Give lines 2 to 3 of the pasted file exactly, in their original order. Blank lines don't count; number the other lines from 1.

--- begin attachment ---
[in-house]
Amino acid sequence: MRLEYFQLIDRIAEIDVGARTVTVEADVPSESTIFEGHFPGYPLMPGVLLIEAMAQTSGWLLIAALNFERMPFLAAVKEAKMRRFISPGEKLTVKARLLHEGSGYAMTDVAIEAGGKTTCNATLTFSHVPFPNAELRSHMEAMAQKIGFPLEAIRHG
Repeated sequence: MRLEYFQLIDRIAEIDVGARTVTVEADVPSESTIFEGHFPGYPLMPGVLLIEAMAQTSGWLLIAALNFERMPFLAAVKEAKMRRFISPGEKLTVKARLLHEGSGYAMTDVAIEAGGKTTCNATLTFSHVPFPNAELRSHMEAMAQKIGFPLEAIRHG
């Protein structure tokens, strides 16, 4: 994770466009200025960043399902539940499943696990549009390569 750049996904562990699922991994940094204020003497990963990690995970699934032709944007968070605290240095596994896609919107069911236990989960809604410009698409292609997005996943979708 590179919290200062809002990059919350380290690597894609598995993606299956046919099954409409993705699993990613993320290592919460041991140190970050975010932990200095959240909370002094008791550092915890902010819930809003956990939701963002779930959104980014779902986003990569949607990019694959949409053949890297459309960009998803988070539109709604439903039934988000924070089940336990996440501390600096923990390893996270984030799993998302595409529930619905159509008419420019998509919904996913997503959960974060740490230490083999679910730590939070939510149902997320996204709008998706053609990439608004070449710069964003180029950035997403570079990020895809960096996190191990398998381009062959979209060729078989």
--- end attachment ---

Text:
Amino acid sequence: MRLEYFQLIDRIAEIDVGARTVTVEADVPSESTIFEGHFPGYPLMPGVLLIEAMAQTSGWLLIAALNFERMPFLAAVKEAKMRRFISPGEKLTVKARLLHEGSGYAMTDVAIEAGGKTTCNATLTFSHVPFPNAELRSHMEAMAQKIGFPLEAIRHG
Repeated sequence: MRLEYFQLIDRIAEIDVGARTVTVEADVPSESTIFEGHFPGYPLMPGVLLIEAMAQTSGWLLIAALNFERMPFLAAVKEAKMRRFISPGEKLTVKARLLHEGSGYAMTDVAIEAGGKTTCNATLTFSHVPFPNAELRSHMEAMAQKIGFPLEAIRHG